White House Press Secretary Karine Jean-Pierre confirmed that President Joe Biden will seek reelection in 2024, despite concerns from within the Democratic Party regarding the president’s age, which will be 82 at the start of a second term.
During a White House press briefing last week, Fox News’ White House Correspondent Peter Doocy asked Jean-Pierre whether Biden would run.
“First of all, let’s reset for a second,” Jean-Pierre responded. “I cannot talk about elections. I cannot be a political analyst from here or, you know, the midterms or anything like that or including 2024.”
“The president, as you know, has been asked that question many times, and he has answered it,” she added. “His answer has been pretty simple, which is, yes, he’s running for reelection. I can’t say more than that.”
Jean-Pierre doubled down on those statements in a Twitter post later that day.
To be clear, as the President has said repeatedly, he plans to run in 2024.
— Karine Jean-Pierre (@PressSec) June 13, 2022
The comments from Jean-Pierre came two days after David Axelrod, the chief strategist for former President Barack Obama, told The New York Times that Biden’s age is a “major issue.”
“The presidency is a monstrously taxing job, and the stark reality is the president would be closer to 90 than 80 at the end of a second term,” Axelrod said.
Some of Biden’s earliest supporters have also questioned whether he could lead the party through another election cycle.
Ann Hart, a Democratic Party co-chairwoman in Iowa’s Allamakee County, endorsed Biden ahead of the state’s 2020 caucuses. Hart told the NYT that she does not understand how Biden manages the presidency at 79 years old.
“I get asked to run for things — are you kidding? I’m 64,” she said. “We need youth. So I kind of admire him wanting to take this on and I hope he’ll pass the torch.”
Democratic voters are also not sold on the prospect of a 2024 Biden presidential campaign.
“I need an equivalent of Ron DeSantis, a Democrat, but not a 70- or 80-year-old — a younger person,” Democratic voter Alex Wyshyvanuk, 33, told the NYT. “Someone who knows what worked for you in 1980 is not going to work for you in 2022 or 2024.”
DeSantis, the Republican governor of Florida, is 43 years old.
Some of the most well-known politicians within the Democratic Party also appear to break with Biden ahead of the midterms and 2024.
Rep. Alexandria Ocasio-Cortez (D-NY) refused to confirm she would endorse Biden in 2024 during an appearance on CNN last week.
“You know, if the president chooses to run again in 2024, I mean, first of all, I’m focused on winning this majority right now and preserving a majority this year in 2022,” Ocasio-Cortez said. “So, we’ll cross that bridge when we get to it … I think if the president has a vision and that’s something, certainly, we’re all willing to entertain and examine when the time comes.”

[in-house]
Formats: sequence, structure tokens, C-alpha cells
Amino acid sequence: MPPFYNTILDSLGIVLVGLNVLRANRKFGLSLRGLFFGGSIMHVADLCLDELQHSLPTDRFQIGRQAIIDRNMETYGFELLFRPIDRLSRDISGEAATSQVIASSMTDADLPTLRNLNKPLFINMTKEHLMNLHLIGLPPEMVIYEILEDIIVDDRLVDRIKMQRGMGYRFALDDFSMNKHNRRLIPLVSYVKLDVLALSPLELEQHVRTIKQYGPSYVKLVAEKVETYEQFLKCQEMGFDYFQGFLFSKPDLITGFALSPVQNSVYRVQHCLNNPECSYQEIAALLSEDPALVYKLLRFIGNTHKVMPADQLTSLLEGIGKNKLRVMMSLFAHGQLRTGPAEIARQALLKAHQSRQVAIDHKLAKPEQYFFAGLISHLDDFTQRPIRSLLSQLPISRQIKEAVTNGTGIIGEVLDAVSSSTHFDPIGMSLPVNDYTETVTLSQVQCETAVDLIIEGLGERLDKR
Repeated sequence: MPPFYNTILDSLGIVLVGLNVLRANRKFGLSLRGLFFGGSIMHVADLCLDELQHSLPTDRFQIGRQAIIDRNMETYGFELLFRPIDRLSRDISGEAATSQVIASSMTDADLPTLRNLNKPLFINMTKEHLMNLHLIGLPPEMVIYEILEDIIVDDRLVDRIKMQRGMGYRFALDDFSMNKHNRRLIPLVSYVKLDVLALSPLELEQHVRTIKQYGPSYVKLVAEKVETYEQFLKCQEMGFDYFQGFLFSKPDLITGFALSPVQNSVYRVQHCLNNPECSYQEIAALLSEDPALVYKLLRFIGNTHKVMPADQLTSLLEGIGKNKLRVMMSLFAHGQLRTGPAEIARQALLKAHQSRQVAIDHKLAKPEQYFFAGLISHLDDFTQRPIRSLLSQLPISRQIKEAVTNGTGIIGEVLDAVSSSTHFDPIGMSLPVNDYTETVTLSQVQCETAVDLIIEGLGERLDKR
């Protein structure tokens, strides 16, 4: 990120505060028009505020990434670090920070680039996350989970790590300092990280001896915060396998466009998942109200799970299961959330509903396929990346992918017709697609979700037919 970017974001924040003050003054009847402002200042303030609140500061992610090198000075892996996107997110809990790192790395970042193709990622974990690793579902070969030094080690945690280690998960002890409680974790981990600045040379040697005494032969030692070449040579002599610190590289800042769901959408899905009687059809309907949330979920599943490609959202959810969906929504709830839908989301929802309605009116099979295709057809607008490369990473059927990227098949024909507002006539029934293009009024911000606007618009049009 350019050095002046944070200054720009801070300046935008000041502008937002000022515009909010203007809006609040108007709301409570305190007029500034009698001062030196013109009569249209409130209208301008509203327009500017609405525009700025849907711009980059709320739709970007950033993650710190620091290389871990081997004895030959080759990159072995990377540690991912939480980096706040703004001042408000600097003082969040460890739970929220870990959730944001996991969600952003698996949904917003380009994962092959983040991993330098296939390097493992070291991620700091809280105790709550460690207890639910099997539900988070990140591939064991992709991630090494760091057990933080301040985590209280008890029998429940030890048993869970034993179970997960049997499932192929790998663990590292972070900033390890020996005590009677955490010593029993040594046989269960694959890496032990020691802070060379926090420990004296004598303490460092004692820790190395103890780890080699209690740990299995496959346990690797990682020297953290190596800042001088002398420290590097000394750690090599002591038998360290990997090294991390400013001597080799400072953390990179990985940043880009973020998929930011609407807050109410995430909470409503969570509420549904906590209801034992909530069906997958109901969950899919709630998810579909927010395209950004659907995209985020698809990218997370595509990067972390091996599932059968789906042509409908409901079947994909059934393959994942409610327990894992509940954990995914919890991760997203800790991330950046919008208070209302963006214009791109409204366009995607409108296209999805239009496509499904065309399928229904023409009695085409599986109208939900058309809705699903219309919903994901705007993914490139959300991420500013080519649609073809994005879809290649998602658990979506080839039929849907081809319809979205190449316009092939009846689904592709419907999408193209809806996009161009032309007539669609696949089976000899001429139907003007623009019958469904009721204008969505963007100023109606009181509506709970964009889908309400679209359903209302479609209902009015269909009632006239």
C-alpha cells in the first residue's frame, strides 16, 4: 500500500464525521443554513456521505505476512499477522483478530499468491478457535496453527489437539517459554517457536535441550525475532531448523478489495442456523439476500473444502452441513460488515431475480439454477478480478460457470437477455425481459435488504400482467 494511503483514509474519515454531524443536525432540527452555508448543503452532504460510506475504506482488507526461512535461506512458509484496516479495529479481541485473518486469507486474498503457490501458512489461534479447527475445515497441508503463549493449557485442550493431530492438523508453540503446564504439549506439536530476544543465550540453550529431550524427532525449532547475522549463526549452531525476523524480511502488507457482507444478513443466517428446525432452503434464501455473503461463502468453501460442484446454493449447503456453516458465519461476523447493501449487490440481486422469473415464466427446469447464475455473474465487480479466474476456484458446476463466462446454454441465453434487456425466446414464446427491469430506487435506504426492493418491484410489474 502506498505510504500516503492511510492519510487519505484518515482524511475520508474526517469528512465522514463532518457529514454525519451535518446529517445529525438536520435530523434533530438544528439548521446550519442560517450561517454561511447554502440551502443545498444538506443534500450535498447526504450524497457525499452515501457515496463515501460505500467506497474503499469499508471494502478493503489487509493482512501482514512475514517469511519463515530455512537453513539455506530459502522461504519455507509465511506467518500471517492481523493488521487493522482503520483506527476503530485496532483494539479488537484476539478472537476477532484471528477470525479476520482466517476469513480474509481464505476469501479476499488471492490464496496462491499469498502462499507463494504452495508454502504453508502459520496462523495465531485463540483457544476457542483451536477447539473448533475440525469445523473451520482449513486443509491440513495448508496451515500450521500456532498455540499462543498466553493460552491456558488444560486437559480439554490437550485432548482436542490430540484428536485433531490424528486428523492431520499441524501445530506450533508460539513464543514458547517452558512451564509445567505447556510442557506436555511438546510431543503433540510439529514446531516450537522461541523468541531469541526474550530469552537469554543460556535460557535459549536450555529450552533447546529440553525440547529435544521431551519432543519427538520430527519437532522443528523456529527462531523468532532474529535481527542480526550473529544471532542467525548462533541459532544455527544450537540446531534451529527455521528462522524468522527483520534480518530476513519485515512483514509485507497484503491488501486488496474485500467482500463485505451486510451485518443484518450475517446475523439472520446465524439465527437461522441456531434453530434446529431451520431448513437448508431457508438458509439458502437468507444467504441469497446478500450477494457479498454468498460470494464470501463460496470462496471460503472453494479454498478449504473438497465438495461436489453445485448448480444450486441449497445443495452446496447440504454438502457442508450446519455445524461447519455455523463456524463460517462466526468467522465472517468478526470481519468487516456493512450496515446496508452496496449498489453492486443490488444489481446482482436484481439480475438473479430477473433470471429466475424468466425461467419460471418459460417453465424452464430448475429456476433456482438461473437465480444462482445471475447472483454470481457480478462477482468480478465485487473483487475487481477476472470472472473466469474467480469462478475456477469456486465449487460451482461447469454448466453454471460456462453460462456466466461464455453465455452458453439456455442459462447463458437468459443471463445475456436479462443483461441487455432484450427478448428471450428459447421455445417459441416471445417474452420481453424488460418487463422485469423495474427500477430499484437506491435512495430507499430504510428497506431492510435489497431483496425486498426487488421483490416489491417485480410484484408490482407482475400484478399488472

CNN host Dana Bash interjected, saying, “That’s not a yes.”
“You know, I think we should endorse when we get to it,” Ocasio-Cortez responded. “I believe that the president has been doing a very good job so far. And, you know, should he run again? I think that I, you know, I think it’s — we’ll take a look at it.”
Biden’s slumping poll numbers are hurting his case as well.
An early June poll from Morning Consult/Politico found Biden’s approval rating stands at 39%, the lowest approval rating in the poll since he took office in January 2021.
A May poll from CBS News found that 65% of people believe Biden is “slow to react” when issues arise and 69% say the economy is “bad.”
Adrianne Shropshire, the executive director of BlackPAC, an African-American political organizing group, said her primary concern is the failure of Biden and Democrats to deliver on core promises. She said that might prevent African-American voters from supporting Democrats in November.
“Does this frustration, and the malaise, and the worry, and the fear, does that translate into an ongoing enthusiasm gap, and does that cause people to feel like their participation doesn’t make significant change?” Shropshire asked. “That’s the real question.”
Lawyer and Democratic National Committee member Shelia Huggins told the NYT, “Democrats need fresh, bold leadership for the 2024 presidential race.”